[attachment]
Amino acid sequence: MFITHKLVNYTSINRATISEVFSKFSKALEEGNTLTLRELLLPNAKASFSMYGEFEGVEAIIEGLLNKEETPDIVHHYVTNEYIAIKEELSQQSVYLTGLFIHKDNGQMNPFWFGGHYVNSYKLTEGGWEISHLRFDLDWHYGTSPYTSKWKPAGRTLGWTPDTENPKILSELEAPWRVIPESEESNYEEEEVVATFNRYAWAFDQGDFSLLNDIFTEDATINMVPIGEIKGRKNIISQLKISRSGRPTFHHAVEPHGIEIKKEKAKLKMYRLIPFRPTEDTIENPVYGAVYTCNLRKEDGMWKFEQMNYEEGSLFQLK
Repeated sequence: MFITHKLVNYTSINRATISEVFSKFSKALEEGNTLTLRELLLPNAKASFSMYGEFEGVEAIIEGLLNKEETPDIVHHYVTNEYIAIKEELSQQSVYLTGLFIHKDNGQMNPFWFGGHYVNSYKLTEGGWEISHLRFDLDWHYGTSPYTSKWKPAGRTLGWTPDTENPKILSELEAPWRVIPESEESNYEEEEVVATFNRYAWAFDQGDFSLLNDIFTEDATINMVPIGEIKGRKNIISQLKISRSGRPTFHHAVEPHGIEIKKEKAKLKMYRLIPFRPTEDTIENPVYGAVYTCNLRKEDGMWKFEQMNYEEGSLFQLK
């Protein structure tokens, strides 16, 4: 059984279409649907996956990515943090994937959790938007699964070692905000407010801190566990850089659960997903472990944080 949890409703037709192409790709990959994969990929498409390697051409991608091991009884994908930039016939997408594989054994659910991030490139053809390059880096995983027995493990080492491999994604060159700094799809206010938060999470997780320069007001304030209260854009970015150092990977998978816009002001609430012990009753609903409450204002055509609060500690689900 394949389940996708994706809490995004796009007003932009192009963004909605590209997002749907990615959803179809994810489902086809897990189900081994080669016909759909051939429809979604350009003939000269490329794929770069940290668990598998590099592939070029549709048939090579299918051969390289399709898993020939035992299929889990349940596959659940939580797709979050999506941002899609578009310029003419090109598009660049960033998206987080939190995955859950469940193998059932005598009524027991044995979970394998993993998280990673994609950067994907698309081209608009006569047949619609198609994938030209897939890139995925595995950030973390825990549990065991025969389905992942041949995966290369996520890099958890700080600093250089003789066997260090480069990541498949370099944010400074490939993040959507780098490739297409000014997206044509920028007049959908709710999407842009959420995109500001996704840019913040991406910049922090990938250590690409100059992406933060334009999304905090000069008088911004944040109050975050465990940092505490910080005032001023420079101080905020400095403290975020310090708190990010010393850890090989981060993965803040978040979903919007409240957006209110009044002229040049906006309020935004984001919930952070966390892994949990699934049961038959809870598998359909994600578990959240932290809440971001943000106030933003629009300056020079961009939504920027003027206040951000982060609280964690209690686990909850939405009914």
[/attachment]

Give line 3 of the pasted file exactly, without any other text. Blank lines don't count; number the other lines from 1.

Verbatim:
């Protein structure tokens, strides 16, 4: 059984279409649907996956990515943090994937959790938007699964070692905000407010801190566990850089659960997903472990944080 949890409703037709192409790709990959994969990929498409390697051409991608091991009884994908930039016939997408594989054994659910991030490139053809390059880096995983027995493990080492491999994604060159700094799809206010938060999470997780320069007001304030209260854009970015150092990977998978816009002001609430012990009753609903409450204002055509609060500690689900 394949389940996708994706809490995004796009007003932009192009963004909605590209997002749907990615959803179809994810489902086809897990189900081994080669016909759909051939429809979604350009003939000269490329794929770069940290668990598998590099592939070029549709048939090579299918051969390289399709898993020939035992299929889990349940596959659940939580797709979050999506941002899609578009310029003419090109598009660049960033998206987080939190995955859950469940193998059932005598009524027991044995979970394998993993998280990673994609950067994907698309081209608009006569047949619609198609994938030209897939890139995925595995950030973390825990549990065991025969389905992942041949995966290369996520890099958890700080600093250089003789066997260090480069990541498949370099944010400074490939993040959507780098490739297409000014997206044509920028007049959908709710999407842009959420995109500001996704840019913040991406910049922090990938250590690409100059992406933060334009999304905090000069008088911004944040109050975050465990940092505490910080005032001023420079101080905020400095403290975020310090708190990010010393850890090989981060993965803040978040979903919007409240957006209110009044002229040049906006309020935004984001919930952070966390892994949990699934049961038959809870598998359909994600578990959240932290809440971001943000106030933003629009300056020079961009939504920027003027206040951000982060609280964690209690686990909850939405009914």